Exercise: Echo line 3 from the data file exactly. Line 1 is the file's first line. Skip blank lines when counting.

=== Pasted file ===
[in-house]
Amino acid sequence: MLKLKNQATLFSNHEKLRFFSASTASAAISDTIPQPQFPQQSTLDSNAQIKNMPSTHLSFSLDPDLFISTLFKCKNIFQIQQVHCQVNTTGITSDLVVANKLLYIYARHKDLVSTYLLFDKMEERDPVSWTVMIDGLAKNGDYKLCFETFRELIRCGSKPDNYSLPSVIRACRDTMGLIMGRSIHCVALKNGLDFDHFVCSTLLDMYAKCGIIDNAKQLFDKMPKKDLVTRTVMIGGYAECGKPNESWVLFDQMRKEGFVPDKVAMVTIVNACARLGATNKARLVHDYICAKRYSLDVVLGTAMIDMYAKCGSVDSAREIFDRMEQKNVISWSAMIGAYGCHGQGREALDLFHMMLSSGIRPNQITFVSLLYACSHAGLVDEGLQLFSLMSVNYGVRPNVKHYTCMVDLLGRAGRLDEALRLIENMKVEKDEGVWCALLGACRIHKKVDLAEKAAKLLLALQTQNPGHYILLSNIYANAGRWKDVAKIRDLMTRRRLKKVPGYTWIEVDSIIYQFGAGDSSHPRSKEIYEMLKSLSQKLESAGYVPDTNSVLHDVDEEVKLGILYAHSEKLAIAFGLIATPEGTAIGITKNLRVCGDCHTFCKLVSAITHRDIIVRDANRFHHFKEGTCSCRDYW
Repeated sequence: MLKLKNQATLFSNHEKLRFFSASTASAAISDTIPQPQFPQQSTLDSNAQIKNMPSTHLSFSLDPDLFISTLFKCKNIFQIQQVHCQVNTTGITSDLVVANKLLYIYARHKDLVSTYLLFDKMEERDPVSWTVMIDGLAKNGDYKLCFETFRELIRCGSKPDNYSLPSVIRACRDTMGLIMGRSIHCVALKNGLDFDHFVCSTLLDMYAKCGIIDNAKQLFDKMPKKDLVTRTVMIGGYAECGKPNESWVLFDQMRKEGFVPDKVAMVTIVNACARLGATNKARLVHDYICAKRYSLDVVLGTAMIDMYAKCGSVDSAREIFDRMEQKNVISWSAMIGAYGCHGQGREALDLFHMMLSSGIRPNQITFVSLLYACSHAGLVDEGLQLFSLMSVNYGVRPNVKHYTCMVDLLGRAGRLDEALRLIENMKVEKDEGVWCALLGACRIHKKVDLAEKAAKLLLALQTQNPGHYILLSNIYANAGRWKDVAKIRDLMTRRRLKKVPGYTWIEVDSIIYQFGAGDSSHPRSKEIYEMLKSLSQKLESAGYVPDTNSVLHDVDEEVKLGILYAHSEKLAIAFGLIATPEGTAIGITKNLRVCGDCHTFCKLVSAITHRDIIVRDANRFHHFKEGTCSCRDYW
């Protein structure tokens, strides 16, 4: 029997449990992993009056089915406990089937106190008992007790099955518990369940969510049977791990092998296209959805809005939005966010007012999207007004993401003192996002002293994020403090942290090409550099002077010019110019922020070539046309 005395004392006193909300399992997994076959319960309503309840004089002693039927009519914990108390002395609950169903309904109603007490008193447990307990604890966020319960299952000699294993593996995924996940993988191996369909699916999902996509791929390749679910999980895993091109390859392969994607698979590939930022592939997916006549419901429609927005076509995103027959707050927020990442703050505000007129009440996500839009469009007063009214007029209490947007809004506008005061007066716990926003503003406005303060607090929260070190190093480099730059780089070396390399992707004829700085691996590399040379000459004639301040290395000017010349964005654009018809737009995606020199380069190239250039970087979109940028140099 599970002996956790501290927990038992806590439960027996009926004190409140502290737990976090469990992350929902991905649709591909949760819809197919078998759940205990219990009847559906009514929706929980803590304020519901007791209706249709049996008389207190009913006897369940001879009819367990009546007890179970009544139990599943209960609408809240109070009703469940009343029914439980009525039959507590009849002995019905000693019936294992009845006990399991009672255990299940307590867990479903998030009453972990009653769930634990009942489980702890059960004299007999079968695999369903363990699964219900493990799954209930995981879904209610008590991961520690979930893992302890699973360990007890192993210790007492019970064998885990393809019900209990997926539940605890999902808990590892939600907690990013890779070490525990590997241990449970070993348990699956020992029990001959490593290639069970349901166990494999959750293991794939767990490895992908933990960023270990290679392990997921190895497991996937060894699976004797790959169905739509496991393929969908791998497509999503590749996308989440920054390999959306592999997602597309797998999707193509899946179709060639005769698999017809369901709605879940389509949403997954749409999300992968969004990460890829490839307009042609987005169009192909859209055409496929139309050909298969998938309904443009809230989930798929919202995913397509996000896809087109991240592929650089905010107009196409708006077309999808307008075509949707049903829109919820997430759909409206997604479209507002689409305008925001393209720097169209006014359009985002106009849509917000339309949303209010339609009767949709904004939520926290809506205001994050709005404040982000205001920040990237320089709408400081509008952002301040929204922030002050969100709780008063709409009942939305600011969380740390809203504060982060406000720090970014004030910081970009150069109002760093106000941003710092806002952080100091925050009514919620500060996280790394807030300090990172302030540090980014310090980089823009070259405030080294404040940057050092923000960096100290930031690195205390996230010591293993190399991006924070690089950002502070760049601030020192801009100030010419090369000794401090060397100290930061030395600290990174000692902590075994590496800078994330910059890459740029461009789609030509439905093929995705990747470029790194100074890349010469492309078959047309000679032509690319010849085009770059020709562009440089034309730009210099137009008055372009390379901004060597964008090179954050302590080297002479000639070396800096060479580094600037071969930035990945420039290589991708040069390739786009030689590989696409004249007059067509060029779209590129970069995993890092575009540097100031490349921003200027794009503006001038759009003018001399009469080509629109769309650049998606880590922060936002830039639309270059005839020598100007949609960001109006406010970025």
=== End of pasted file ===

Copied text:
Repeated sequence: MLKLKNQATLFSNHEKLRFFSASTASAAISDTIPQPQFPQQSTLDSNAQIKNMPSTHLSFSLDPDLFISTLFKCKNIFQIQQVHCQVNTTGITSDLVVANKLLYIYARHKDLVSTYLLFDKMEERDPVSWTVMIDGLAKNGDYKLCFETFRELIRCGSKPDNYSLPSVIRACRDTMGLIMGRSIHCVALKNGLDFDHFVCSTLLDMYAKCGIIDNAKQLFDKMPKKDLVTRTVMIGGYAECGKPNESWVLFDQMRKEGFVPDKVAMVTIVNACARLGATNKARLVHDYICAKRYSLDVVLGTAMIDMYAKCGSVDSAREIFDRMEQKNVISWSAMIGAYGCHGQGREALDLFHMMLSSGIRPNQITFVSLLYACSHAGLVDEGLQLFSLMSVNYGVRPNVKHYTCMVDLLGRAGRLDEALRLIENMKVEKDEGVWCALLGACRIHKKVDLAEKAAKLLLALQTQNPGHYILLSNIYANAGRWKDVAKIRDLMTRRRLKKVPGYTWIEVDSIIYQFGAGDSSHPRSKEIYEMLKSLSQKLESAGYVPDTNSVLHDVDEEVKLGILYAHSEKLAIAFGLIATPEGTAIGITKNLRVCGDCHTFCKLVSAITHRDIIVRDANRFHHFKEGTCSCRDYW